Employees injured at work are usually able to claim damages through their employer’s insurers. Employers Liability insurance is, in fact, a legal requirement of all employers.
Unfortunately, all too often employees find themselves in a position where their employer either has no insurance at all, or their insurers refuse to indemnify them for a number of reasons. Currently, the employee’s only redress is to pursue the company or it’s directors presonally, which is not always practical. Often the company may no longer exist. In that case, unless the employee has their own insurance policy containing a reverse indemnity clause, any judgement will usually remain unsatisfied.
In the case of a road traffic accident, the Motor Insurer’s Bureau (MIB) is a government agency which compensates the victims of untraced or uninsured motorists.
The Personal Injury legal profession, led by the Association of Personal Injury Lawyers (APIL) are campaigning for a similar scheme for the victims of uninsured employers.
New Financial Services Authority (FSA) rules came into force last month requiring insurers to publish Employer’s Liability policy information, although this does not include details of any past policies. The insurance industry has also introduced the Employers’ Liability Tracing Office (ELTO) and from April 2012 insurers will be obliged to collect additional information on new and renewed policies.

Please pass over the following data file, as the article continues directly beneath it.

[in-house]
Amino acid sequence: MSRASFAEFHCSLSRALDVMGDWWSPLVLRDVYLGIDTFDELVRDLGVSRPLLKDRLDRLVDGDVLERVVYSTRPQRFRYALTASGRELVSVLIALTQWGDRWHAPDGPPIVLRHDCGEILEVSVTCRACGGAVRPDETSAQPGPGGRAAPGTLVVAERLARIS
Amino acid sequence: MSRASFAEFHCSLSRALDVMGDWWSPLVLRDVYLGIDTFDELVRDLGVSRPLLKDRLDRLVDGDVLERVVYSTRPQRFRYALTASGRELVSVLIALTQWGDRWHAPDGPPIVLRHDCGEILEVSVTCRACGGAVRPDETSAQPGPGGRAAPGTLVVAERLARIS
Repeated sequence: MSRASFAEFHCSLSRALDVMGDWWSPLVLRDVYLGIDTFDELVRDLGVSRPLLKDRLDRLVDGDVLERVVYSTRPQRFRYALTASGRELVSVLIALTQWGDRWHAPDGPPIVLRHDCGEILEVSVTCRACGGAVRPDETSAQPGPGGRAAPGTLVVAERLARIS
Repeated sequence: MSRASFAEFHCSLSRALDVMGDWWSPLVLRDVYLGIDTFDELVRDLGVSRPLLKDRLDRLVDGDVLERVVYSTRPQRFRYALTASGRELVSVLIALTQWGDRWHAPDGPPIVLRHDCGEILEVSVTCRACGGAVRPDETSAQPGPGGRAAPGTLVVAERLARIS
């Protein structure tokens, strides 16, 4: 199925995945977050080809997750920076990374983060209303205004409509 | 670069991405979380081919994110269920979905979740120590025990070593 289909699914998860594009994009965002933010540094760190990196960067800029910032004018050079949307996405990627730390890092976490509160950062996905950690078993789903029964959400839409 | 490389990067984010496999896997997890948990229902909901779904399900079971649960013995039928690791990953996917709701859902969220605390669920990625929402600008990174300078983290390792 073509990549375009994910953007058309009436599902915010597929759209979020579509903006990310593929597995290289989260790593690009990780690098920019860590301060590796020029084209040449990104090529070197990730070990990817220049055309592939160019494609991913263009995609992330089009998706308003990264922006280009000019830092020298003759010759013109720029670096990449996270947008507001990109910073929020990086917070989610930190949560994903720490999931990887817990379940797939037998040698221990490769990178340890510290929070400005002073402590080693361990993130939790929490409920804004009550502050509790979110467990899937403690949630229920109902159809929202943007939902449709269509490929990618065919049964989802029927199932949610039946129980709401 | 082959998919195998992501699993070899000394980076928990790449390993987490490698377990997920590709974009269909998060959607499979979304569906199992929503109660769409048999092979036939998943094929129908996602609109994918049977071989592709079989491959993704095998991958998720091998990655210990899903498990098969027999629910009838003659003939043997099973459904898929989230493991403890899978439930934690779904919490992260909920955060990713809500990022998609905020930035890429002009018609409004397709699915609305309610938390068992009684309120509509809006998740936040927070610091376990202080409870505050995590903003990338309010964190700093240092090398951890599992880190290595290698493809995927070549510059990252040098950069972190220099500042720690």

However, APIL remind us that such steps alone will not assist many injured employees;
“We welcome the fact that the FSA has at least undertaken to look at the inclusion of historic policies in the rules which may well help injured people in the future. But this is not where the real problem lies, and the insurance industry knows it.
Many sick and dying workers who can’t trace their employer’s insurers from decades ago still won’t be able to claim the compensation they need. Some people are dying from asbestos-related diseases without receiving their compensation and this situation cannot go on.”
Last month marked the first anniversary of APIL’s campaign. They urge the government to take urgent action to introduce the fund and their campaign goes on.